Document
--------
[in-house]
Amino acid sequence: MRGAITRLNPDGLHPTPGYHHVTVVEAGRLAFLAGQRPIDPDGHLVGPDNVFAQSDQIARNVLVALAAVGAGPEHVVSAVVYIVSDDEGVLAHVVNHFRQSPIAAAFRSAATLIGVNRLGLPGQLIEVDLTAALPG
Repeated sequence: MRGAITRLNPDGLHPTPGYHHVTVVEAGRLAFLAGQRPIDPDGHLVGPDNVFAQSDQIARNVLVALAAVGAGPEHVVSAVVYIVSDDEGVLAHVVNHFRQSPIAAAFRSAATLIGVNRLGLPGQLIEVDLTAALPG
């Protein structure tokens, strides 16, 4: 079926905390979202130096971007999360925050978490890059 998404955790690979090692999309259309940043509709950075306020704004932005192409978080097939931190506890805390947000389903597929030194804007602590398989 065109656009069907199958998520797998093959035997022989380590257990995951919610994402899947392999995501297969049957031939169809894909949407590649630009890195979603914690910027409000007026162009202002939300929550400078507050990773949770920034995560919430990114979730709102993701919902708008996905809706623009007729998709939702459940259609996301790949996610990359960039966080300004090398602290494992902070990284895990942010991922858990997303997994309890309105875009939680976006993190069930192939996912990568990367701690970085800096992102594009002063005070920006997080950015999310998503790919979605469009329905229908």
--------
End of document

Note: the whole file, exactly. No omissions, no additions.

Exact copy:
[in-house]
Amino acid sequence: MRGAITRLNPDGLHPTPGYHHVTVVEAGRLAFLAGQRPIDPDGHLVGPDNVFAQSDQIARNVLVALAAVGAGPEHVVSAVVYIVSDDEGVLAHVVNHFRQSPIAAAFRSAATLIGVNRLGLPGQLIEVDLTAALPG
Repeated sequence: MRGAITRLNPDGLHPTPGYHHVTVVEAGRLAFLAGQRPIDPDGHLVGPDNVFAQSDQIARNVLVALAAVGAGPEHVVSAVVYIVSDDEGVLAHVVNHFRQSPIAAAFRSAATLIGVNRLGLPGQLIEVDLTAALPG
């Protein structure tokens, strides 16, 4: 079926905390979202130096971007999360925050978490890059 998404955790690979090692999309259309940043509709950075306020704004932005192409978080097939931190506890805390947000389903597929030194804007602590398989 065109656009069907199958998520797998093959035997022989380590257990995951919610994402899947392999995501297969049957031939169809894909949407590649630009890195979603914690910027409000007026162009202002939300929550400078507050990773949770920034995560919430990114979730709102993701919902708008996905809706623009007729998709939702459940259609996301790949996610990359960039966080300004090398602290494992902070990284895990942010991922858990997303997994309890309105875009939680976006993190069930192939996912990568990367701690970085800096992102594009002063005070920006997080950015999310998503790919979605469009329905229908």